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Would you, wouldn't you ~ A response

Posted Apr 09 2009 7:13pm
Okay, so I feel as though I should respond to my post from yesterday. I realize, upon re-reading, that my mind dump didn't exactly relay what I wanted to say on a few subjects.

On the issue of it being a "contest". I should have prefaced that by saying 1. this feeling has nothing to do with any of the recent blog posts on this subject. It's more historic than that. So, if you wrote a post saying that you "wouldn't change", my comment was not directed at you! And 2. My feeling of it being a contest has way more to do with my own insecurities, phobias and, in general, filter than it has to do with the words or intentions of anyone else. Meaning, it's my own b.s. I reognize that. I'm dealing with it.

I feel that I am extremely lucky to be in the Ds family. As Wendy said, we are helping each other learn "what to expect". And I think that's great. The flip side of that is that I feel like I run into stereotyping of Stella's abilities. To be more clear, I feel like the expectations of and for Stella are too low (i.e. we don't expect her to crawl until she's 12 mos. because that's what we've seen other kids with Ds do). She's constantly proven that she'll rise to the level of our expectations. My tendency is to let Stella be my guide. That's what I did with Audrey. Why would I do differently with Stella? I'll provide her with the assistance that she needs, up front, to acquire skills. I recognize that she needs this assistance. I recognize that she will work harder and longer to gain skills. However, I am not going to assume that she won't acquire something until such and such age just because she has Ds. It would be different if we had another kid with our genes and Ds. But we don't. And there isn't another one out there. So, there isn't a guide that is specific to Stella. I think part of this view came from being in the classroom. I hated it when other teachers would say, "Oh, you have so and so? They're {fill in the blank}." I don't see the purpose in having a negative preconceived notion of a kid or their abilities. I think it, at the very least, inhibits their ability to achieve and, at the worst, sets them up for failure.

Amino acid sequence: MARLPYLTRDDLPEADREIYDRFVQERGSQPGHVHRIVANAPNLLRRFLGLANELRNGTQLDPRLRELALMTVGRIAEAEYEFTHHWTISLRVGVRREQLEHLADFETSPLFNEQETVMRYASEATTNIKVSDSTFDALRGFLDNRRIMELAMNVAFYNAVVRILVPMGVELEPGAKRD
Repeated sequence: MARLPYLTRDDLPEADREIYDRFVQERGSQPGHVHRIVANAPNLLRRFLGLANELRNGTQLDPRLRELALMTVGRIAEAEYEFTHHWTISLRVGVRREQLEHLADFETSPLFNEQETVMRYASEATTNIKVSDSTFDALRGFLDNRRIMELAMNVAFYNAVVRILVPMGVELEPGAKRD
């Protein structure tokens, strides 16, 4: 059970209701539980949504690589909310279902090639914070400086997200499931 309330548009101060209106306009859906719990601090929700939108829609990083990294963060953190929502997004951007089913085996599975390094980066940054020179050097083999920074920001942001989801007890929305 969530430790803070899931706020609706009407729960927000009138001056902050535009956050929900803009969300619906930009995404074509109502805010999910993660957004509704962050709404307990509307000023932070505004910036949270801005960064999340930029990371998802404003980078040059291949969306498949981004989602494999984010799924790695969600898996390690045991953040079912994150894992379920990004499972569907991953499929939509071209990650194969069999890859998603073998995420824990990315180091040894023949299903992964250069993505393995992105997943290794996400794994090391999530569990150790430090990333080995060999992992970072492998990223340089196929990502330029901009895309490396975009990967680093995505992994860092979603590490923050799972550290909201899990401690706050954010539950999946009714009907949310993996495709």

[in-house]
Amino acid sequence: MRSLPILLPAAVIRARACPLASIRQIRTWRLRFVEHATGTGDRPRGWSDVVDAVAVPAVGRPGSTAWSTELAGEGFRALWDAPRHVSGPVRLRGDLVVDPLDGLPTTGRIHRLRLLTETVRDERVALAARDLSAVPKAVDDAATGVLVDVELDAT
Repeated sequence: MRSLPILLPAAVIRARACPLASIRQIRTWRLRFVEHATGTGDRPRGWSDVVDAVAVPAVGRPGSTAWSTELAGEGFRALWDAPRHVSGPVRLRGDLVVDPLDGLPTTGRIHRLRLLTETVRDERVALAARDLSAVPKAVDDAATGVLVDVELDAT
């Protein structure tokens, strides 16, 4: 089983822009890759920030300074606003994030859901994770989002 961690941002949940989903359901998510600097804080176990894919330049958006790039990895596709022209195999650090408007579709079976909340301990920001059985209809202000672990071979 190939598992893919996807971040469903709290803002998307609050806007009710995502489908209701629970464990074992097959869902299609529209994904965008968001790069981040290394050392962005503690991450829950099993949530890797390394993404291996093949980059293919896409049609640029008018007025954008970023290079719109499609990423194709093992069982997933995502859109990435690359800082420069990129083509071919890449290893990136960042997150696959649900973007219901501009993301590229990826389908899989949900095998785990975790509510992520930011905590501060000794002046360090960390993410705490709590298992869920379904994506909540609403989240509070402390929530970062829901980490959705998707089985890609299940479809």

I love that we have other families as a resource. I love that they are willing to answer our questions and provide us with guidance. Especially when we hit a road block. It's good to know that there are others out there who have hit that same roadblock and have a map around it. I'm just not going to assume what those road blocks will be and/or when we'll hit them.
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